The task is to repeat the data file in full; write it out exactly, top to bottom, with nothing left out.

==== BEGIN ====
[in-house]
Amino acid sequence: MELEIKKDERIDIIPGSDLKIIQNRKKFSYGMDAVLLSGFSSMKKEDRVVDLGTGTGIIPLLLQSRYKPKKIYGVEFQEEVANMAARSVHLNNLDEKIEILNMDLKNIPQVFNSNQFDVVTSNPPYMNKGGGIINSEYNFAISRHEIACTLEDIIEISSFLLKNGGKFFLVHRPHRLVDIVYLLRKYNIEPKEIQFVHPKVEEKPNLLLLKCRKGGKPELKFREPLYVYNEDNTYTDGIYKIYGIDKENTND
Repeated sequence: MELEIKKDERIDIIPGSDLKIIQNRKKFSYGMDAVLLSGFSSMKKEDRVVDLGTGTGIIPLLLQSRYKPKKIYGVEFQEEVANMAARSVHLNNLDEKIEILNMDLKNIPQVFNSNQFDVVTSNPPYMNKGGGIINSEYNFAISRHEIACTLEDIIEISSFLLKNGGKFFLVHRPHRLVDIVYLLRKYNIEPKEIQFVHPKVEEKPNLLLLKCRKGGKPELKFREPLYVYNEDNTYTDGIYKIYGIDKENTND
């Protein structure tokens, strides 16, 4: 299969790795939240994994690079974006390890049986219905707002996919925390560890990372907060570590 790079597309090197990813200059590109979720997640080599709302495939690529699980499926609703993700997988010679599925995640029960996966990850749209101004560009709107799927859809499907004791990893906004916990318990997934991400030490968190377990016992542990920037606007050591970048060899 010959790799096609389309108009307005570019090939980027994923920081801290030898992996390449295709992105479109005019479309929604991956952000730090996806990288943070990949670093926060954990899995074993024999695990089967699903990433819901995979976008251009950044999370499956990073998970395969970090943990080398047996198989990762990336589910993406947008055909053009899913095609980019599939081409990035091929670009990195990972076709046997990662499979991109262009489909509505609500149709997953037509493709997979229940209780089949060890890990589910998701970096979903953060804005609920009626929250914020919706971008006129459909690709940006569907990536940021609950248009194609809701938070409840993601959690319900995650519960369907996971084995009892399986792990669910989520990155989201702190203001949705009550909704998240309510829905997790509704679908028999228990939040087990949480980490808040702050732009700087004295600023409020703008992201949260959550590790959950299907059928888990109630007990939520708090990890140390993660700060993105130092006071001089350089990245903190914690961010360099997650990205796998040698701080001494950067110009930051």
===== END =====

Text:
[in-house]
Amino acid sequence: MELEIKKDERIDIIPGSDLKIIQNRKKFSYGMDAVLLSGFSSMKKEDRVVDLGTGTGIIPLLLQSRYKPKKIYGVEFQEEVANMAARSVHLNNLDEKIEILNMDLKNIPQVFNSNQFDVVTSNPPYMNKGGGIINSEYNFAISRHEIACTLEDIIEISSFLLKNGGKFFLVHRPHRLVDIVYLLRKYNIEPKEIQFVHPKVEEKPNLLLLKCRKGGKPELKFREPLYVYNEDNTYTDGIYKIYGIDKENTND
Repeated sequence: MELEIKKDERIDIIPGSDLKIIQNRKKFSYGMDAVLLSGFSSMKKEDRVVDLGTGTGIIPLLLQSRYKPKKIYGVEFQEEVANMAARSVHLNNLDEKIEILNMDLKNIPQVFNSNQFDVVTSNPPYMNKGGGIINSEYNFAISRHEIACTLEDIIEISSFLLKNGGKFFLVHRPHRLVDIVYLLRKYNIEPKEIQFVHPKVEEKPNLLLLKCRKGGKPELKFREPLYVYNEDNTYTDGIYKIYGIDKENTND
């Protein structure tokens, strides 16, 4: 299969790795939240994994690079974006390890049986219905707002996919925390560890990372907060570590 790079597309090197990813200059590109979720997640080599709302495939690529699980499926609703993700997988010679599925995640029960996966990850749209101004560009709107799927859809499907004791990893906004916990318990997934991400030490968190377990016992542990920037606007050591970048060899 010959790799096609389309108009307005570019090939980027994923920081801290030898992996390449295709992105479109005019479309929604991956952000730090996806990288943070990949670093926060954990899995074993024999695990089967699903990433819901995979976008251009950044999370499956990073998970395969970090943990080398047996198989990762990336589910993406947008055909053009899913095609980019599939081409990035091929670009990195990972076709046997990662499979991109262009489909509505609500149709997953037509493709997979229940209780089949060890890990589910998701970096979903953060804005609920009626929250914020919706971008006129459909690709940006569907990536940021609950248009194609809701938070409840993601959690319900995650519960369907996971084995009892399986792990669910989520990155989201702190203001949705009550909704998240309510829905997790509704679908028999228990939040087990949480980490808040702050732009700087004295600023409020703008992201949260959550590790959950299907059928888990109630007990939520708090990890140390993660700060993105130092006071001089350089990245903190914690961010360099997650990205796998040698701080001494950067110009930051």